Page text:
This temporary regulation will not have a significant economic impact on a substantial number of small entities for the following reasons: (i) Individual AMHS vessel security zones are limited in size; (ii) the on-scene official patrol or AMHS vessel master may authorize access to the AMHS vessel security zone; (iii) the AMHS vessel security zone for any given transiting AMHS vessel will affect a given geographic location for a limited time; and (iv) the Coast Guard will make notifications via maritime advisories so mariners can adjust their plans accordingly.
Assistance for Small Entities
Under section 213(a) of the Small Business Regulatory Enforcement Fairness Act of 1996 (Public Law 104-121), we want to assist small entities in understanding this proposed rule so that they can better evaluate its effects on them and participate in the rulemaking. If the rule would affect your small business, organization, or governmental jurisdiction and you have questions concerning its provisions or options for compliance, please contact one of the points of contact listed under FOR FURTHER INFORMATION CONTACT.
Small businesses may send comments on the actions of Federal employees who enforce, or otherwise determine compliance with, Federal regulations to the Small Business and Agriculture Regulatory Enforcement Ombudsman and the Regional Small Business Regulatory Fairness Boards. The Ombudsman evaluates these actions annually and rates each agency's responsiveness to small business. If you wish to comment on actions by employees of the Coast Guard, call 1-888-REG-FAIR (1-888-734-3247).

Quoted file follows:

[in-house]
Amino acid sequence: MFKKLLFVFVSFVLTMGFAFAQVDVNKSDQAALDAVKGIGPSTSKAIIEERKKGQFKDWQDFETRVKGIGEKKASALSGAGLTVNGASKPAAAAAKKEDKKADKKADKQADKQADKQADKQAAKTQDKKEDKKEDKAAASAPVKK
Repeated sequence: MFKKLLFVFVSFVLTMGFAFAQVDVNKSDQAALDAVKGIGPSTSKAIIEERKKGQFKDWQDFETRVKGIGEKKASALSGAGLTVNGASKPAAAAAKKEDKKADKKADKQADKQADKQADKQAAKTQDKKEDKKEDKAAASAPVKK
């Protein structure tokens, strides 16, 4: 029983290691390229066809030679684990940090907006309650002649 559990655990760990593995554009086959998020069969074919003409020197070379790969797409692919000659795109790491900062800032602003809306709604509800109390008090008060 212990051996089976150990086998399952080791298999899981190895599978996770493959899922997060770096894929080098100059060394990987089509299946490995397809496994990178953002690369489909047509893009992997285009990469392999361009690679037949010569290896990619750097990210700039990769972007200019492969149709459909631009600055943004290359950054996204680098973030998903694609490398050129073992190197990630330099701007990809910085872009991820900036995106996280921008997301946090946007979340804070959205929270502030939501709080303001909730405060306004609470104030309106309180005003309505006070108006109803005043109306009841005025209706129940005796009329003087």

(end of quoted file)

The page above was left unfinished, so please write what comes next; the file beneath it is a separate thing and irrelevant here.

Collection of Information
This rule calls for no new collection of information under the Paperwork Reduction Act of 1995 (44 U.S.C. 3501-3520).
A rule has implications for federalism under Executive Order 13132, Federalism, if it has a substantial direct effect on State or local governments and would either preempt State law or impose a substantial direct cost of compliance on them. We have analyzed this rule under that Order and have determined that it does not have implications for federalism.
Unfunded Mandates Reform Act
The Unfunded Mandates Reform Act of 1995(2 U.S.C. 1531-1538) requires Federal agencies to assess the effects of their discretionary regulatory actions. In particular, the Act addresses actions that may result in the expenditure by a State, local, or tribal government, in the aggregate, or by the private sector of $100,000,000 or more in any one year. Though this rule will not result in such an expenditure, we do discuss the effects of this rule elsewhere in this preamble.
Taking of Private Property
This rule will not effect a taking of private property or otherwise have taking implications under Executive Order 12630, Governmental Actions and Interference with Constitutionally Protected Property Rights.
Civil Justice Reform
This rule meets applicable standards in sections 3(a) and 3(b)(2) of Executive Order 12988, Civil Justice Reform, to minimize litigation, eliminate ambiguity, and reduce burden.
Protection of Children
We have analyzed this rule under Executive Order 13045, Protection of Children from Environmental Health Start Printed Page 22300Risks and Safety Risks. This rule is not an economically significant rule and does not create an environmental risk to health or risk to safety that may disproportionately affect children.
Indian Tribal Governments